Open data for agriculture and nutrition has long been identified by CTA and partners as what can help governments, civil society organisations, private sector, and smallholder farmers best tackle the challenge to feed 9 billion people by 2050.
But what is open data? Why is it important to make data open? What does it mean to different stakeholders? How can it be used to to create impact in agriculture and nutrition? What does it take to do that? And how do we generate data?
To answer all these questions, CTA’s Chris Addison, Senior Programme Coordinator for Knowledge Management chaired a session on ‘Opportunities for business innovations’ during the workshop ‘Creating Impact with Open Data in Agriculture and Nutrition’ held on 10 -11 November, 2015 in The Hague, The Netherlands.
During the workshop, participants shared their views about open data:
For the government, Open Data is good for accountability and transparency as well as making information available to the population. Representing the Ghanaian government was Eric Kumah of the National Information Technology Agency (NITA), who see a real growth opportunity with Open Data although he recognises that there are challenges.
For the private sector, Open Data is instrumental for decision-making and advocacy. However, the private sector will not wish to risk their business . Stacie Irwin of VOTO mobile, Accra, Ghana was there to provide her views on the private sector.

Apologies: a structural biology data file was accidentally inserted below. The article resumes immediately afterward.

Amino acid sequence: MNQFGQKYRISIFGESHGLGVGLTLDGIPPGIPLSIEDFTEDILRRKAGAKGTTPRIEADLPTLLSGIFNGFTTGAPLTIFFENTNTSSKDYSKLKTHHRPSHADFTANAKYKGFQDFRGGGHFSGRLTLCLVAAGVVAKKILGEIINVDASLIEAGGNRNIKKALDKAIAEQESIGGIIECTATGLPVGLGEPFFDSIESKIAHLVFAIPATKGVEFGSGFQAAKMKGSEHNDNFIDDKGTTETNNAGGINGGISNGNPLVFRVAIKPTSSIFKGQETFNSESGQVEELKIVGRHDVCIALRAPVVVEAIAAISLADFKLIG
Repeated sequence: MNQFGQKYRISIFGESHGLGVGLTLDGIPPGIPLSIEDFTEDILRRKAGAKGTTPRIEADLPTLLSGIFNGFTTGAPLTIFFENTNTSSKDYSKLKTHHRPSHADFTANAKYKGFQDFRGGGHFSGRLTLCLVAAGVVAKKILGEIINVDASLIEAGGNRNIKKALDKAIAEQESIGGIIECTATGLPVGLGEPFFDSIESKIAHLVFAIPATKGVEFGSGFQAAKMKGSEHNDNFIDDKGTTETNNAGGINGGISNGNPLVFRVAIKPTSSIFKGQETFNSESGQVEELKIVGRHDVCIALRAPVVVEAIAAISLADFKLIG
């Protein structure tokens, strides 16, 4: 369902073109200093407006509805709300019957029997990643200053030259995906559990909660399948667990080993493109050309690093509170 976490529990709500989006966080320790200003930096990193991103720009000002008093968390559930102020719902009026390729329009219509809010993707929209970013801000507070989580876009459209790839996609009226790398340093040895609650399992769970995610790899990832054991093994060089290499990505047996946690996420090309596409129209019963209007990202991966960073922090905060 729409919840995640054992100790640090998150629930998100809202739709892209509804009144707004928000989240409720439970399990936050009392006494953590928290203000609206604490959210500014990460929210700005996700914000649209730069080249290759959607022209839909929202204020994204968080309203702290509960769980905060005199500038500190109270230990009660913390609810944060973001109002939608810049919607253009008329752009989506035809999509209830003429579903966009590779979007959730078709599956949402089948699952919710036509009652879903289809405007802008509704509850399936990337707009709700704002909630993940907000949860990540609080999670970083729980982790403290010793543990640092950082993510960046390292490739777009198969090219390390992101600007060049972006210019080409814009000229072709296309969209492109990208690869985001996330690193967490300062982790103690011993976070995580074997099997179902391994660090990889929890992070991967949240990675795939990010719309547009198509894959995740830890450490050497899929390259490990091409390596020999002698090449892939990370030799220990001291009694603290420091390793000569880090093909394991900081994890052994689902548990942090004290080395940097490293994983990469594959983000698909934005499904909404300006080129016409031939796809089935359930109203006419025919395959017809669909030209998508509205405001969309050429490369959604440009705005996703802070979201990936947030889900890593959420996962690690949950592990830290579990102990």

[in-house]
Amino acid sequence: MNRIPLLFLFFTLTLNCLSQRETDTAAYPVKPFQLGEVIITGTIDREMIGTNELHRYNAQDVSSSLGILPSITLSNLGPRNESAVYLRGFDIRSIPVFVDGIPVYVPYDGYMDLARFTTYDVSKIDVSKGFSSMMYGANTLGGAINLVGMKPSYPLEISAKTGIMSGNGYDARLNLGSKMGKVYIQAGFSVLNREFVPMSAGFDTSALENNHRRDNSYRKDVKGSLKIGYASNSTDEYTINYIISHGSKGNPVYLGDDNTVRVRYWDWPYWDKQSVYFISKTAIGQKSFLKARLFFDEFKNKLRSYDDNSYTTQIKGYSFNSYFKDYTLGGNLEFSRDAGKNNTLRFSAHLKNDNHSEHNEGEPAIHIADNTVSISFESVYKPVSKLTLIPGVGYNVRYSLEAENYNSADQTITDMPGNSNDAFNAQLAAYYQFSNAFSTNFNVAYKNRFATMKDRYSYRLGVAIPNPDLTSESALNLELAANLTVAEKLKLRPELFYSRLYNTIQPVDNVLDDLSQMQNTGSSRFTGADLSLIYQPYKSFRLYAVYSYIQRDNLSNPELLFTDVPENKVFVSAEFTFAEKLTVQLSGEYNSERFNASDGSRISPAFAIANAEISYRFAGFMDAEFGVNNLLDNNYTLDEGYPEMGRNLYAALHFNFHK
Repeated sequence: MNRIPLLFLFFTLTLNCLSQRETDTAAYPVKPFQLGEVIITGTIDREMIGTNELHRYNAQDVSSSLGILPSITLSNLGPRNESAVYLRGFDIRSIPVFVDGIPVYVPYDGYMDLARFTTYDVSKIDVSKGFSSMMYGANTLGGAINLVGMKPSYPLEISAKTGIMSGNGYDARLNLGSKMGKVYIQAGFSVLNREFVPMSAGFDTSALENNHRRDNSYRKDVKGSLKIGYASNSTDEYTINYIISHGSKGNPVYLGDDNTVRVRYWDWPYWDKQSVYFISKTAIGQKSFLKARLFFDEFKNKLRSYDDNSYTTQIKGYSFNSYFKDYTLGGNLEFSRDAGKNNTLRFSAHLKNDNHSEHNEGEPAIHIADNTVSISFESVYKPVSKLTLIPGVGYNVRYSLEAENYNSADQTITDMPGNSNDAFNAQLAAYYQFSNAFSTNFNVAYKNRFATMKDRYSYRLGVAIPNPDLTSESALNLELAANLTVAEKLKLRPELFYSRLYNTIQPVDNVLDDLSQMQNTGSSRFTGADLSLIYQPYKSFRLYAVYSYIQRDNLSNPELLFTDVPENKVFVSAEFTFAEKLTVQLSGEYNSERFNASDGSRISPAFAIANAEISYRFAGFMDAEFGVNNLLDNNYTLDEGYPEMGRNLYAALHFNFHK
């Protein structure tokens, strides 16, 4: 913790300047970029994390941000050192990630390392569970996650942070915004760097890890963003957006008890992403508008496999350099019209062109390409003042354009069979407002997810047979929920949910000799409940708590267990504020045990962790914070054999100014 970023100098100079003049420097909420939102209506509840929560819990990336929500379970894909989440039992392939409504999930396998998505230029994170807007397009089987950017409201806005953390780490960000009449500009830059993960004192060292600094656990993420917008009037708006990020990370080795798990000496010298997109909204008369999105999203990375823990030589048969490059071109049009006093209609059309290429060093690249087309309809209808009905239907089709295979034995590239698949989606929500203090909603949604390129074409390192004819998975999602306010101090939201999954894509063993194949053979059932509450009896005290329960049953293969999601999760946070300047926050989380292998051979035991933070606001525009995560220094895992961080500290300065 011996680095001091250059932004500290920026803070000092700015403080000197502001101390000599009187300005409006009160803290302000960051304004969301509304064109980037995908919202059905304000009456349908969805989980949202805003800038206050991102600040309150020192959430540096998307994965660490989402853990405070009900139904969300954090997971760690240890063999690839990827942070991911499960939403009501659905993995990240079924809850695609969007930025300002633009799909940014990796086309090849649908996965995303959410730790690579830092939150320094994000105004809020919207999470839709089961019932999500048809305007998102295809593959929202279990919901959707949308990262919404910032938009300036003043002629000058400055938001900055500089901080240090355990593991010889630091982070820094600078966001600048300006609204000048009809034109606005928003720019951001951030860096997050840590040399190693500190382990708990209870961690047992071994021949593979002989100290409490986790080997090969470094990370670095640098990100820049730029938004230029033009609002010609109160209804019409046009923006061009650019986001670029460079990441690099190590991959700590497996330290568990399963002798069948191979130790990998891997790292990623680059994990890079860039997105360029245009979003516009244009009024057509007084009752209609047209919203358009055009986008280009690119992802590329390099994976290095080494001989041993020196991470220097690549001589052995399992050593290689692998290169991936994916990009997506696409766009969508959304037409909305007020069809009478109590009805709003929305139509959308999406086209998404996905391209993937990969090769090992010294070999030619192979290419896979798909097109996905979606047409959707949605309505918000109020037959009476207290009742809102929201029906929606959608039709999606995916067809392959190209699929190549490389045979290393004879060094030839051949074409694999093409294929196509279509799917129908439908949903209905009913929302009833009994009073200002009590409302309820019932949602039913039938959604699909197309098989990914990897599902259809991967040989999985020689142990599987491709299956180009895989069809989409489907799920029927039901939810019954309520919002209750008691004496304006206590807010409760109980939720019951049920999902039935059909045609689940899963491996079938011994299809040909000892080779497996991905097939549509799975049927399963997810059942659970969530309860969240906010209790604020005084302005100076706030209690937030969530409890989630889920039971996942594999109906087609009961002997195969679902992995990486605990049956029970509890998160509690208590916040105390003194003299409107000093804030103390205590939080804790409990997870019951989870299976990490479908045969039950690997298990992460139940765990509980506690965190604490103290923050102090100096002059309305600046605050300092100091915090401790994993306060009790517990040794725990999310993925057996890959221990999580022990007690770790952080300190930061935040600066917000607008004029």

Civil Society generating local knowledge
Busoga Rural Open Source and Development Initiative (BROSDI) is an organisation in Uganda that CTA has been supporting for a number of years through partnership and training. BROSDI are currently working to generate local knowledge with Open Data. Ednah Kiramagi, BROSDI’s executive director, gave more details of their work in this area
From the workshop, participants concluded that the impacts of Open Data on agriculture and nutrition could be identified when there is more innovation for governments, cost efficiency for the private sector and promotion of a sustainable living environment for civil society citizens.
The good news for the various stakeholders is that CTA is leading a data revolution, which aims to make more information available to farmers. To CTA, Open Data is critical for empowering agricultural and rural communities in ACP regions with the knowledge and skills they need to achieve food and nutrition security.
Have a look at the Global Open Data for Agriculture and Nutrition (GODAN) site for more information on Open Data for agriculture and nutrition and consider joining the GODAN initiative to make more data open and available to put into use.
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